An import 335 style semi-hollow in for some setup tweaks. Mediocre fretwork is often par for the course on imports with uneven frets and sharp ends. We decided to tap down the high frets and dress the ends to improve fretting up the neck. The player uses this guitar for chord-melody style (ie Joe Pass) and strings it with flats
Viewing entries tagged
A noisy pickup was found to be the cause of a loud buzz / hum while playing unless the tone was rolled completely down. The pickup was both screwed and glued to the pickguard, so heat was required to remove the pickup. The player chose to replace the Kent Armstrong pickup with a Bartolini 5J. Unfortunately, Bartolini only offers a fingerboard mount so I needed to make a custom pickguard mounting bracket out of brass.
The fret ends were sharp in the cutaway so they were dressed and the guitar strung up with flats.
A 70's style Strat back in the shop to complete it's Lowell George-esque setup with a Tele bridge pickup and Alembic Blastor preamp. Above the body is being routed out for a Seymour Duncan Tele bridge pickup. I forgot to photo the method used to enlarge the bridge in the pickguard (yes, a Tele bridge pickup is bigger than a Strat pickup). What I did was to take a Tele bridge, double-stick taped it to the pickguard and used a violin knife to pare away the excess. It worked fairly well.
The owner found a NOS original Blastor from the 1970's (not the newer Blaster / Strat-o-Blaster). Pictured above is the back of the body is being routed out to accept a 9V battery box to power the Alembic preamp. A battery box is not required, but it's nice to have easy access. You can install the battery under the pickguard but it can be a pain having to take off the pickguard for each battery change. I would not install a battery box on a vintage instrument. Also note that we ended up lowering the action at the nut considerably from last time it was in.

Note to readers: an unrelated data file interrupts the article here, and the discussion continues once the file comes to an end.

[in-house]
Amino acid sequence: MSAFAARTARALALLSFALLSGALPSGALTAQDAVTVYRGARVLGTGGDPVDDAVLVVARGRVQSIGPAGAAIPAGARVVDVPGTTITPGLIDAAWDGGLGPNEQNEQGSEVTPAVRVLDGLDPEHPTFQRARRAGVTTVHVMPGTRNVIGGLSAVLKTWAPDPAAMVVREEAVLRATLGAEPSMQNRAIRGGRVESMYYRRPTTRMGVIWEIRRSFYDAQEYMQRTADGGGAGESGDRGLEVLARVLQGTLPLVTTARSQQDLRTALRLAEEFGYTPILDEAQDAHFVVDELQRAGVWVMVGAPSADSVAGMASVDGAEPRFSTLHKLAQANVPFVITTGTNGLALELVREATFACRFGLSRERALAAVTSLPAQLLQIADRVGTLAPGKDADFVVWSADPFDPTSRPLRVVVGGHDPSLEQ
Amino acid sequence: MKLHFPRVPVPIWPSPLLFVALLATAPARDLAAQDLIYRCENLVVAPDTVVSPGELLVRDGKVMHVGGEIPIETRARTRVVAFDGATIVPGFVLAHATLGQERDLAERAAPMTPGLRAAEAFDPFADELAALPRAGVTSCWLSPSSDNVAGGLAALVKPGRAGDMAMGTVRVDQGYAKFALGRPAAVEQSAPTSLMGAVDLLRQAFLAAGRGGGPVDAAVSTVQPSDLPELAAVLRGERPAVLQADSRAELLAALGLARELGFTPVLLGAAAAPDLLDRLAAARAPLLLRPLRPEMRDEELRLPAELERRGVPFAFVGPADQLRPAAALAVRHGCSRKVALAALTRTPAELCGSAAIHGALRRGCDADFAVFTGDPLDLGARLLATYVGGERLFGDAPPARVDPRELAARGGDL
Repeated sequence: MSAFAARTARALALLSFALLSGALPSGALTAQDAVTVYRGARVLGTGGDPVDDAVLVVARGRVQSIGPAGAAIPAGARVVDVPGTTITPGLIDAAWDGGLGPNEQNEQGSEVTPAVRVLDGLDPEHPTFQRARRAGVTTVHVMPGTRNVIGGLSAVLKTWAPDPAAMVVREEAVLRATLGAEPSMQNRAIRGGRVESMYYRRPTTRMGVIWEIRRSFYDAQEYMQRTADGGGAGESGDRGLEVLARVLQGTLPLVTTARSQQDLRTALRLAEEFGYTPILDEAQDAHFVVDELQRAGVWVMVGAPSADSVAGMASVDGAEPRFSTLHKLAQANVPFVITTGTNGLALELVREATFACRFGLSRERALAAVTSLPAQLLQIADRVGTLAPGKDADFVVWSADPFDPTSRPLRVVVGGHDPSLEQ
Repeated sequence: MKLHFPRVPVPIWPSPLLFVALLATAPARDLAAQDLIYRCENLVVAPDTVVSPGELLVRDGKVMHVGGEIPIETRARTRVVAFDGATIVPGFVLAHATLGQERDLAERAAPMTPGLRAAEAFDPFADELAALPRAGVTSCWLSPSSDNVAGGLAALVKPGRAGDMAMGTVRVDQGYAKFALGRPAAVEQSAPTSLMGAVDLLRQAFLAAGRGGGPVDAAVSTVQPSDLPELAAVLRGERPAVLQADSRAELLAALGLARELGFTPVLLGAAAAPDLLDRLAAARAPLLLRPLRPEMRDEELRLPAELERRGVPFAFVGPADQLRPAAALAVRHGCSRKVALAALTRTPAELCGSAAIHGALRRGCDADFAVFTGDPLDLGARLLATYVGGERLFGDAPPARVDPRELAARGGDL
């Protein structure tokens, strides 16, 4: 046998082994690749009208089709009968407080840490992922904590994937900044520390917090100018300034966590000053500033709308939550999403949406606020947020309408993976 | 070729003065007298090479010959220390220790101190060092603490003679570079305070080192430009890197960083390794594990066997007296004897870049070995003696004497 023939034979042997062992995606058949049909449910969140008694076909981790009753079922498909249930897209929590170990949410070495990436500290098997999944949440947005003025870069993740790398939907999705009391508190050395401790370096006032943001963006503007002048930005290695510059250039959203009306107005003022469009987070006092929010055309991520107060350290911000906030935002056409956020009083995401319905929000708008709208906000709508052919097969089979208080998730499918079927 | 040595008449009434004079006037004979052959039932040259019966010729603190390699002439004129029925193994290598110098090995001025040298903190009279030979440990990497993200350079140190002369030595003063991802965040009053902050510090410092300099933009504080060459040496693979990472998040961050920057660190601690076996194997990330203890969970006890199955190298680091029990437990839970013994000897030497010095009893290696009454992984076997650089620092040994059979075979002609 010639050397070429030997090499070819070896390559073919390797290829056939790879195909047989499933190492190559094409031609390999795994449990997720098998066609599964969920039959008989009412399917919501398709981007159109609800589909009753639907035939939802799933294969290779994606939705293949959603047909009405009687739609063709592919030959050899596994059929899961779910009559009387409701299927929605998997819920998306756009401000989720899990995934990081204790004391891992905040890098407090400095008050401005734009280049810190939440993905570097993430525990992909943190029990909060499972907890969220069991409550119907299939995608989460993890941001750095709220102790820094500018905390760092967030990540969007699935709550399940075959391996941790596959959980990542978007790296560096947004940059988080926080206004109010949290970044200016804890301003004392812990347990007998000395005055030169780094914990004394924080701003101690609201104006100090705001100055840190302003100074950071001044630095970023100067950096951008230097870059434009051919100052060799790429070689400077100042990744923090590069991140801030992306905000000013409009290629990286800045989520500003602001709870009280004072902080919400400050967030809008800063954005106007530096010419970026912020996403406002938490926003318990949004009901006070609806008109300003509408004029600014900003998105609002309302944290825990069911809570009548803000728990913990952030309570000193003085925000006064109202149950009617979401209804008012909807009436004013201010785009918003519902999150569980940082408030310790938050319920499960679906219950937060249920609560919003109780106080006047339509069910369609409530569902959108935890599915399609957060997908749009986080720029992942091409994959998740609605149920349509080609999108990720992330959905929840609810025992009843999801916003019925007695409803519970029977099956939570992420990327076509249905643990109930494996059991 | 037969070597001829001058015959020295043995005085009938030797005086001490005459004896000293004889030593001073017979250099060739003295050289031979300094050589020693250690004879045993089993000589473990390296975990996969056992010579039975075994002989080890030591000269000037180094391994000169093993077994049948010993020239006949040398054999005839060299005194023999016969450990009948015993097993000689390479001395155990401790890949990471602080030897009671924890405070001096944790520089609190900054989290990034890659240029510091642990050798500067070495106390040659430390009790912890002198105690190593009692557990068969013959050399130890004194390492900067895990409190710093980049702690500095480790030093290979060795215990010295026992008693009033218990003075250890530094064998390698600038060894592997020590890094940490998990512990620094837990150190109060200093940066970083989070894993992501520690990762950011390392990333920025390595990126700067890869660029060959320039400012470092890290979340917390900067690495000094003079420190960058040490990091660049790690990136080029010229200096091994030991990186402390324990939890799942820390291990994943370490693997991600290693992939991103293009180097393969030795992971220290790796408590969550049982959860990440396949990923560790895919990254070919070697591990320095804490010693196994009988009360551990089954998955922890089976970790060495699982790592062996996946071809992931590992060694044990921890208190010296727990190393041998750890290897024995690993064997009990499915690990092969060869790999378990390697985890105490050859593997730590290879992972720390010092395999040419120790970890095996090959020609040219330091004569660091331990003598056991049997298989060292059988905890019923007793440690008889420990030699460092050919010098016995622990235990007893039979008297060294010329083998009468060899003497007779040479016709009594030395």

The player wanted to try a new set of strings on his 5 string bass. He decided to go with a set of Ken Smith Slick Round [44-62-84-106-130]. These strings are similar to flat wounds but still retain more of the brightness found with regular round wound strings. These strings are also known as half rounds. Check them out, they're a really cool mix between flats and rounds.
This Epiphone archtop came in for a setup along with a full fret level. The fixed-top archtop bridge also needed to be properly compensated to keep the flatwound strings playing in tune. During the final setup I found this annoying B note sympathetic vibration that was tracked down to the bridge tone cap physically vibrating against the pot. This was a first for me! Just glad I figured it out as rattles can drive you insane.